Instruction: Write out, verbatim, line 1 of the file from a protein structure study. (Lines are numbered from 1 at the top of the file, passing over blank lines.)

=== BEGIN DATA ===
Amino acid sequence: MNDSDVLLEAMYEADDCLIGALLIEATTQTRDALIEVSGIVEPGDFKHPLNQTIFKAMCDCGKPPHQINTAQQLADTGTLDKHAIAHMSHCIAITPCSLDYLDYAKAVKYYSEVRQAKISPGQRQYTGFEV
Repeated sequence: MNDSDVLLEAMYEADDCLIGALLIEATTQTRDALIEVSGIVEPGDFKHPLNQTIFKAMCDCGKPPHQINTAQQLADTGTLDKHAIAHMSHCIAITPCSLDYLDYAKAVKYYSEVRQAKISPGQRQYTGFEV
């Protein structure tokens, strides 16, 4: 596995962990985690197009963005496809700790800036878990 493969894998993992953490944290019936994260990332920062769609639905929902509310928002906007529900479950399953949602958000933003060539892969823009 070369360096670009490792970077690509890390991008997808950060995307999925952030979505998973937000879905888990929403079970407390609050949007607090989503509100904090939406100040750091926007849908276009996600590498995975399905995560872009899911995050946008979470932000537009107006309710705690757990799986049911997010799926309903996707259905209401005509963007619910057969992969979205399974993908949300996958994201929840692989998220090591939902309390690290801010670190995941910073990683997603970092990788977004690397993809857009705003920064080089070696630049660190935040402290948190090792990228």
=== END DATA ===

Amino acid sequence: MNDSDVLLEAMYEADDCLIGALLIEATTQTRDALIEVSGIVEPGDFKHPLNQTIFKAMCDCGKPPHQINTAQQLADTGTLDKHAIAHMSHCIAITPCSLDYLDYAKAVKYYSEVRQAKISPGQRQYTGFEV